"If something's important enough you should try. Even if the probable outcome is failure."

In other words, -- if value is large, the expected value is still large, even if the probability is small. Unfortunately, today, insurance industry is only considering the bad things of low probability that are important enough, not the good things. We insure against catastrophes, ill health, and car accidents. We don't insure ourselves from the extremely good things that could happen -- namely, from what would happen if we didn't miss an important invention or technological breakthrough. What happens if coming up with a viable cryoprotectant is 5 years earlier than it would be otherwhise without the inverse insurance incentive? What happens if emergency vascular pump is brought a year earlier than it would be without an incentivize?

These questions can be answered based on general statistics. 150K people die every day, and approx. 20K from ischaemic heart disease. So, these are the people we could save every day. We could compute very specific losses if technological breakthrough does happen earlier rather than later.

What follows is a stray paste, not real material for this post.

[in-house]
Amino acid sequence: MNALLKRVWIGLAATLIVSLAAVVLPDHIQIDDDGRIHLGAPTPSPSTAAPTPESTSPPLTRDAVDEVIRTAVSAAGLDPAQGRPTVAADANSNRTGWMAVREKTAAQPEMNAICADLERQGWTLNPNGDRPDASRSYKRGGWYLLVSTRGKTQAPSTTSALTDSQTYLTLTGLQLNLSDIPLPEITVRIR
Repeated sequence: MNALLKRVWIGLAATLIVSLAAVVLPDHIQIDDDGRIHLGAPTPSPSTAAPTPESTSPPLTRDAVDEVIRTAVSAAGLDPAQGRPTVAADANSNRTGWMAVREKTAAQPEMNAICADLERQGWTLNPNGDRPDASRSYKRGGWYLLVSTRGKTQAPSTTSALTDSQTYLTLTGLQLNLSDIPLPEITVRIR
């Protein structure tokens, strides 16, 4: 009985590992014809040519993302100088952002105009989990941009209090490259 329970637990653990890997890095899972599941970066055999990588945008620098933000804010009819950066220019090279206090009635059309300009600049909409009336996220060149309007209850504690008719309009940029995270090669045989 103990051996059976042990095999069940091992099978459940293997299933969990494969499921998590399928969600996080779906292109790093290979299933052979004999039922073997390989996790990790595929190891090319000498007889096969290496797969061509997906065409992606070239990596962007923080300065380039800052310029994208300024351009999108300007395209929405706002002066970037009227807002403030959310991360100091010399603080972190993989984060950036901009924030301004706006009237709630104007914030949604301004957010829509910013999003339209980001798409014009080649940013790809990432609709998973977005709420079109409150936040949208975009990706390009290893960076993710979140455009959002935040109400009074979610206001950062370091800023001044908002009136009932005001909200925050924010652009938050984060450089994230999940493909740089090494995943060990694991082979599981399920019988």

Prize foundations is a good start for such inverse insurance. However, this perhaps is not enough, and probably not the right way to do it. Usually, prize sizes are relatively arbitrary, depending more on the desire of possible donors than a rational computation of expected loss on an event. However, they could be calculated, based on expected loss with respect to early breakthroughs implementation, and be used to reward the economy. For example, many companies have hidden new products in secret "refrigerators," that they think the time has not yet come for the market, calculating when it will be the right time to release them. The inverse insurance could also be used to reward early releases of transformational products.

We could reform the insurance industry to insure not against, but for the early implementation of great ideas. And, an international "inverse insurance day" could be the day, when manufacturers massively release new not seen before products.